With 18 closely related endemic species that radiated in a diversity of ecological niches, the California surfperches (Embiotocidae) species flock is a good candidate for the study of sympatric speciation. Resource partitioning has been suggested as an important driving force in the radiation of the surfperch family. Within the family, two congeneric sister species, Embiotoca jacksoni and E. lateralis, are known to compete strongly for a preferred single food resource and may be used as a model of ecological interactions for the family. Along the California coast, the distribution of the two species differs. Embiotoca jacksoni has a continuous range, whereas E. lateralis shows a disjunction with a distribution gap in the Southern California Bight. Two hypotheses may explain this disjunct distribution. Ecological competition may have displaced E. lateralis in favor of E. jacksoni. Alternatively, a common vicariant event may have separated the species into northern and southern populations, followed by secondary contact in E. jacksoni but not in E. lateralis. The two hypotheses predict different phylogeographic and demographic signatures. Using a combined phylogeographic and coalescent approach based on mitochondrial control region data, we show that vicariance can only account for a portion of the observed divergences. Our results are compatible with a significant role played by ecological competition in the southern range of the species.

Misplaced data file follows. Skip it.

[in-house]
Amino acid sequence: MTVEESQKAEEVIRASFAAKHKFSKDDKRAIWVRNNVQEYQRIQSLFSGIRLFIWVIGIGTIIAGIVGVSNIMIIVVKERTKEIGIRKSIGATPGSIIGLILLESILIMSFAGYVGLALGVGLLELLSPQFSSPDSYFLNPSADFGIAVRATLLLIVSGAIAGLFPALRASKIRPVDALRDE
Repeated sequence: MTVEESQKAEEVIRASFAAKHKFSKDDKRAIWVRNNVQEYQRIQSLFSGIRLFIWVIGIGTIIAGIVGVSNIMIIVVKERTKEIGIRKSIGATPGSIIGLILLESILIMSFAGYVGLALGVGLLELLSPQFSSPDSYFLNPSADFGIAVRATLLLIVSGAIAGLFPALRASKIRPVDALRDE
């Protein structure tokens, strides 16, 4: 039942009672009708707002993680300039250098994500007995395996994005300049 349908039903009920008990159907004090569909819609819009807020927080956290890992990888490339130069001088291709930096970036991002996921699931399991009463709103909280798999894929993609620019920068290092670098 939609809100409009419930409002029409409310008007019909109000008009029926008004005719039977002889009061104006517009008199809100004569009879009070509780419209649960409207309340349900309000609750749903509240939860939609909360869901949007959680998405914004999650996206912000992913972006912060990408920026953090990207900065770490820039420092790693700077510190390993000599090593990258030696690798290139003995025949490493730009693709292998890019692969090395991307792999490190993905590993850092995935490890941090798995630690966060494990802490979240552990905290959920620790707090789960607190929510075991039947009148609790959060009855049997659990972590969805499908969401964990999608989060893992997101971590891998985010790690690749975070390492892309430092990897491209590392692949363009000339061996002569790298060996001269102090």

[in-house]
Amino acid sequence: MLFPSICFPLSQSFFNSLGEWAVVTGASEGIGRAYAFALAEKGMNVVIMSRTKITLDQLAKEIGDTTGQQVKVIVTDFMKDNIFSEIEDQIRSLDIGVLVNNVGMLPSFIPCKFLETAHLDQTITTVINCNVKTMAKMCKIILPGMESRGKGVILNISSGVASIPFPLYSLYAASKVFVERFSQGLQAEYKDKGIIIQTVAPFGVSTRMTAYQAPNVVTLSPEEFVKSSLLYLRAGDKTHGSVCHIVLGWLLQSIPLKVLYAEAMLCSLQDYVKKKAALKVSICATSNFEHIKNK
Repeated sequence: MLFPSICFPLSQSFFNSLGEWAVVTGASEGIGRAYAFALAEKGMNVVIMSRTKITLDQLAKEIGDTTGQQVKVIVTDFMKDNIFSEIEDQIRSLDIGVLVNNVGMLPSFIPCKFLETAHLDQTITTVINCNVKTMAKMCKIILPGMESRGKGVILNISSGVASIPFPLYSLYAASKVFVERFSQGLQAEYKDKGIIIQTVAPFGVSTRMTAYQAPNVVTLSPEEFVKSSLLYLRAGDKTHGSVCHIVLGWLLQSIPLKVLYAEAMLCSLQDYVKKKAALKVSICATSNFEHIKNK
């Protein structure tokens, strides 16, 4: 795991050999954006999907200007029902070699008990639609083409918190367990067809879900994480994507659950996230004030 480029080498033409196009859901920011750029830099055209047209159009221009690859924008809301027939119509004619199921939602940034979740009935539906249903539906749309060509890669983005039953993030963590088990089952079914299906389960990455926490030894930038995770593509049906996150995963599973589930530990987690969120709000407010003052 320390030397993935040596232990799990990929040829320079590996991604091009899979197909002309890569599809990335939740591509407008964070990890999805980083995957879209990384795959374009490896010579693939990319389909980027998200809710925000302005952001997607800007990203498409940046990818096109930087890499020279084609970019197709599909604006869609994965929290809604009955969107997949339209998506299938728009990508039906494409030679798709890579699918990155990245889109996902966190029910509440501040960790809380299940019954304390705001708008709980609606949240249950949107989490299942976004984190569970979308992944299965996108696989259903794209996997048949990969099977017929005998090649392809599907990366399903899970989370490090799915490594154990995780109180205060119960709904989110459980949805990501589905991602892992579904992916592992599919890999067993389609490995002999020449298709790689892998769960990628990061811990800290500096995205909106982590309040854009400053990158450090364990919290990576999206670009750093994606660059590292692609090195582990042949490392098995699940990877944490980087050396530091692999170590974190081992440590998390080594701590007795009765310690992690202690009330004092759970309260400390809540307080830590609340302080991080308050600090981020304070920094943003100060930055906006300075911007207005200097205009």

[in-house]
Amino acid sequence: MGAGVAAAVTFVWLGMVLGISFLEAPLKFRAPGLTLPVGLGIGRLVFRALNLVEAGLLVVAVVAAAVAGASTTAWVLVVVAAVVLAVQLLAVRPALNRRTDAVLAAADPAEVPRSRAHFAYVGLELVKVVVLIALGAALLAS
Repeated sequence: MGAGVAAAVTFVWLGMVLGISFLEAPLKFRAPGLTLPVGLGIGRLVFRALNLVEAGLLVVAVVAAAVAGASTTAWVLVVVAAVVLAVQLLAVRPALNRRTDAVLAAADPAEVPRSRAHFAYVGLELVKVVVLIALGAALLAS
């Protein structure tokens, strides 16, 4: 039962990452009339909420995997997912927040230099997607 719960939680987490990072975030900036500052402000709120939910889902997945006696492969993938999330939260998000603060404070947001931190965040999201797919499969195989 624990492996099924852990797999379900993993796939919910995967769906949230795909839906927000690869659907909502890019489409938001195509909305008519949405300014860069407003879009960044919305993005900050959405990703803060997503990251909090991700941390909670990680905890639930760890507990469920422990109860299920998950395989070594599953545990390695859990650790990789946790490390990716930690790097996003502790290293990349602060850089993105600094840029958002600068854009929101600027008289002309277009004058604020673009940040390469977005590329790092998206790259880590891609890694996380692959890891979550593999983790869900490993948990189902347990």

You have requested a machine translation of selected content from our databases. This functionality is provided solely for your convenience and is in no way intended to replace human translation. Neither BioOne nor the owners and publishers of the content make, and they explicitly disclaim, any express or implied representations or warranties of any kind, including, without limitation, representations and warranties as to the functionality of the translation feature or the accuracy or completeness of the translations.
Translations are not retained in our system. Your use of this feature and the translations is subject to all use restrictions contained in the Terms and Conditions of Use of the BioOne website.
Vol. 59 • No. 2